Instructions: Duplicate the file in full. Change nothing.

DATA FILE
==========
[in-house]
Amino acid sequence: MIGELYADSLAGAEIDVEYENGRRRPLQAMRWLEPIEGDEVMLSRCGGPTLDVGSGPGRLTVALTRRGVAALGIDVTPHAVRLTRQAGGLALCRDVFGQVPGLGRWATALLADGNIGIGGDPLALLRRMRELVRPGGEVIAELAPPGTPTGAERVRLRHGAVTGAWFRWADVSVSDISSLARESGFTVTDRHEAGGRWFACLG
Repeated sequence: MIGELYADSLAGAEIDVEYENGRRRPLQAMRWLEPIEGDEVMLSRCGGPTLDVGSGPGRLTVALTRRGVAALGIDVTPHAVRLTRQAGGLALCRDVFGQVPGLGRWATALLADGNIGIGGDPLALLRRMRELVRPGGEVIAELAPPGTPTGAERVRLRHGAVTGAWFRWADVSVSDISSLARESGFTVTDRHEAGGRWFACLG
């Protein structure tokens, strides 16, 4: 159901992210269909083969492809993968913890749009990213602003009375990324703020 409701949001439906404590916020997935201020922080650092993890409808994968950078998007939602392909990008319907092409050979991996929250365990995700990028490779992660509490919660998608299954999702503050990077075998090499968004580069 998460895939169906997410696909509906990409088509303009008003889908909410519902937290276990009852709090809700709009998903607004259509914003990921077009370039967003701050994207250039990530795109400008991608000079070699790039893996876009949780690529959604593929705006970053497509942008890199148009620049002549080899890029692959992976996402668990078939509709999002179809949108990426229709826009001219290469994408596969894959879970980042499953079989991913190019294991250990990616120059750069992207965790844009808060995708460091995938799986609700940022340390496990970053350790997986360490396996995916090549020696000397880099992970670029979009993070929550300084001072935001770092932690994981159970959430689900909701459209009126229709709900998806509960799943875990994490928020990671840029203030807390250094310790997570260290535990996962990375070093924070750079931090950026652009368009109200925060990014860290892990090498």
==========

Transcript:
[in-house]
Amino acid sequence: MIGELYADSLAGAEIDVEYENGRRRPLQAMRWLEPIEGDEVMLSRCGGPTLDVGSGPGRLTVALTRRGVAALGIDVTPHAVRLTRQAGGLALCRDVFGQVPGLGRWATALLADGNIGIGGDPLALLRRMRELVRPGGEVIAELAPPGTPTGAERVRLRHGAVTGAWFRWADVSVSDISSLARESGFTVTDRHEAGGRWFACLG
Repeated sequence: MIGELYADSLAGAEIDVEYENGRRRPLQAMRWLEPIEGDEVMLSRCGGPTLDVGSGPGRLTVALTRRGVAALGIDVTPHAVRLTRQAGGLALCRDVFGQVPGLGRWATALLADGNIGIGGDPLALLRRMRELVRPGGEVIAELAPPGTPTGAERVRLRHGAVTGAWFRWADVSVSDISSLARESGFTVTDRHEAGGRWFACLG
């Protein structure tokens, strides 16, 4: 159901992210269909083969492809993968913890749009990213602003009375990324703020 409701949001439906404590916020997935201020922080650092993890409808994968950078998007939602392909990008319907092409050979991996929250365990995700990028490779992660509490919660998608299954999702503050990077075998090499968004580069 998460895939169906997410696909509906990409088509303009008003889908909410519902937290276990009852709090809700709009998903607004259509914003990921077009370039967003701050994207250039990530795109400008991608000079070699790039893996876009949780690529959604593929705006970053497509942008890199148009620049002549080899890029692959992976996402668990078939509709999002179809949108990426229709826009001219290469994408596969894959879970980042499953079989991913190019294991250990990616120059750069992207965790844009808060995708460091995938799986609700940022340390496990970053350790997986360490396996995916090549020696000397880099992970670029979009993070929550300084001072935001770092932690994981159970959430689900909701459209009126229709709900998806509960799943875990994490928020990671840029203030807390250094310790997570260290535990996962990375070093924070750079931090950026652009368009109200925060990014860290892990090498």